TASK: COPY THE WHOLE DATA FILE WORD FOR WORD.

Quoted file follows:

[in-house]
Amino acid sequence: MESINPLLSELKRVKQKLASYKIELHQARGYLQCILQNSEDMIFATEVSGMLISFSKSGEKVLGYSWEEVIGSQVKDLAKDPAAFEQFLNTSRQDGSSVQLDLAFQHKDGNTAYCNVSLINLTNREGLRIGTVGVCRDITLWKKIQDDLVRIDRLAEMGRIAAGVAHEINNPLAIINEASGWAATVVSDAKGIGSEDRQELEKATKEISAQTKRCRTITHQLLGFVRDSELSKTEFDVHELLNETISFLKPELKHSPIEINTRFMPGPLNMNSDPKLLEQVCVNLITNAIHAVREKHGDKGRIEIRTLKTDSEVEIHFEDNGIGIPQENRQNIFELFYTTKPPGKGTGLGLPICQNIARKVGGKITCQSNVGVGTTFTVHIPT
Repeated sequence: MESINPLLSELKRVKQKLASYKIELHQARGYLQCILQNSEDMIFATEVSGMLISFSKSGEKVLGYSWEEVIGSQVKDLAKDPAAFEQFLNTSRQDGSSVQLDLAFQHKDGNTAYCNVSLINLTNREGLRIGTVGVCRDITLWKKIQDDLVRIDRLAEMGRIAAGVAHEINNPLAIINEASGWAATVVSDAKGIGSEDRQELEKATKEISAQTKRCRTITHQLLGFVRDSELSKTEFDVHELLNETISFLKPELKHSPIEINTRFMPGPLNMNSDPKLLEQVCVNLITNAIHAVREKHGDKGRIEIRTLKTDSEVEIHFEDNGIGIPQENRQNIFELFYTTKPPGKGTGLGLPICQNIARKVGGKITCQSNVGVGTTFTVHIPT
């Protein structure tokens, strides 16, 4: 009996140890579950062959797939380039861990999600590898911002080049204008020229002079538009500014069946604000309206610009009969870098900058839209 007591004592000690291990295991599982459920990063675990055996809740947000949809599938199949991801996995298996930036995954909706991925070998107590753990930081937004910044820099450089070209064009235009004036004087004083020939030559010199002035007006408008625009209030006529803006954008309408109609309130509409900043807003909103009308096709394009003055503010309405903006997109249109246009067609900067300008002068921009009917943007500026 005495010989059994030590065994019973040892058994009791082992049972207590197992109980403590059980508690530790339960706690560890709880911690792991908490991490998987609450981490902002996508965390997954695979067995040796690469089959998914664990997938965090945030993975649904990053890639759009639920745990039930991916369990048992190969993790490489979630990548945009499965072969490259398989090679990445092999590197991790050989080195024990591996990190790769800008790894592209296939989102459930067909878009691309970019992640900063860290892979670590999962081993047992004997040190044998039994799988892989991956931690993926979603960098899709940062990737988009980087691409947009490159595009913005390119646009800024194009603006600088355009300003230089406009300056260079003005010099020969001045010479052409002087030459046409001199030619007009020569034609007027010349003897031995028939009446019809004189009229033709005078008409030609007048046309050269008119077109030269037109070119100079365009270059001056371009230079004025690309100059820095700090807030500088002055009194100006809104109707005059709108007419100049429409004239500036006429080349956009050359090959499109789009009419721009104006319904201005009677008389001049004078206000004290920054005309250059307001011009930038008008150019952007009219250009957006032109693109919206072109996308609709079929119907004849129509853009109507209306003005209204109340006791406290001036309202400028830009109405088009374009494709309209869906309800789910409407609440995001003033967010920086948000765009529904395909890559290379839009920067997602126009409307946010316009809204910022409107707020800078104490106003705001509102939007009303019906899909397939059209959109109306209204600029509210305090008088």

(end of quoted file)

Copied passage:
[in-house]
Amino acid sequence: MESINPLLSELKRVKQKLASYKIELHQARGYLQCILQNSEDMIFATEVSGMLISFSKSGEKVLGYSWEEVIGSQVKDLAKDPAAFEQFLNTSRQDGSSVQLDLAFQHKDGNTAYCNVSLINLTNREGLRIGTVGVCRDITLWKKIQDDLVRIDRLAEMGRIAAGVAHEINNPLAIINEASGWAATVVSDAKGIGSEDRQELEKATKEISAQTKRCRTITHQLLGFVRDSELSKTEFDVHELLNETISFLKPELKHSPIEINTRFMPGPLNMNSDPKLLEQVCVNLITNAIHAVREKHGDKGRIEIRTLKTDSEVEIHFEDNGIGIPQENRQNIFELFYTTKPPGKGTGLGLPICQNIARKVGGKITCQSNVGVGTTFTVHIPT
Repeated sequence: MESINPLLSELKRVKQKLASYKIELHQARGYLQCILQNSEDMIFATEVSGMLISFSKSGEKVLGYSWEEVIGSQVKDLAKDPAAFEQFLNTSRQDGSSVQLDLAFQHKDGNTAYCNVSLINLTNREGLRIGTVGVCRDITLWKKIQDDLVRIDRLAEMGRIAAGVAHEINNPLAIINEASGWAATVVSDAKGIGSEDRQELEKATKEISAQTKRCRTITHQLLGFVRDSELSKTEFDVHELLNETISFLKPELKHSPIEINTRFMPGPLNMNSDPKLLEQVCVNLITNAIHAVREKHGDKGRIEIRTLKTDSEVEIHFEDNGIGIPQENRQNIFELFYTTKPPGKGTGLGLPICQNIARKVGGKITCQSNVGVGTTFTVHIPT
């Protein structure tokens, strides 16, 4: 009996140890579950062959797939380039861990999600590898911002080049204008020229002079538009500014069946604000309206610009009969870098900058839209 007591004592000690291990295991599982459920990063675990055996809740947000949809599938199949991801996995298996930036995954909706991925070998107590753990930081937004910044820099450089070209064009235009004036004087004083020939030559010199002035007006408008625009209030006529803006954008309408109609309130509409900043807003909103009308096709394009003055503010309405903006997109249109246009067609900067300008002068921009009917943007500026 005495010989059994030590065994019973040892058994009791082992049972207590197992109980403590059980508690530790339960706690560890709880911690792991908490991490998987609450981490902002996508965390997954695979067995040796690469089959998914664990997938965090945030993975649904990053890639759009639920745990039930991916369990048992190969993790490489979630990548945009499965072969490259398989090679990445092999590197991790050989080195024990591996990190790769800008790894592209296939989102459930067909878009691309970019992640900063860290892979670590999962081993047992004997040190044998039994799988892989991956931690993926979603960098899709940062990737988009980087691409947009490159595009913005390119646009800024194009603006600088355009300003230089406009300056260079003005010099020969001045010479052409002087030459046409001199030619007009020569034609007027010349003897031995028939009446019809004189009229033709005078008409030609007048046309050269008119077109030269037109070119100079365009270059001056371009230079004025690309100059820095700090807030500088002055009194100006809104109707005059709108007419100049429409004239500036006429080349956009050359090959499109789009009419721009104006319904201005009677008389001049004078206000004290920054005309250059307001011009930038008008150019952007009219250009957006032109693109919206072109996308609709079929119907004849129509853009109507209306003005209204109340006791406290001036309202400028830009109405088009374009494709309209869906309800789910409407609440995001003033967010920086948000765009529904395909890559290379839009920067997602126009409307946010316009809204910022409107707020800078104490106003705001509102939007009303019906899909397939059209959109109306209204600029509210305090008088």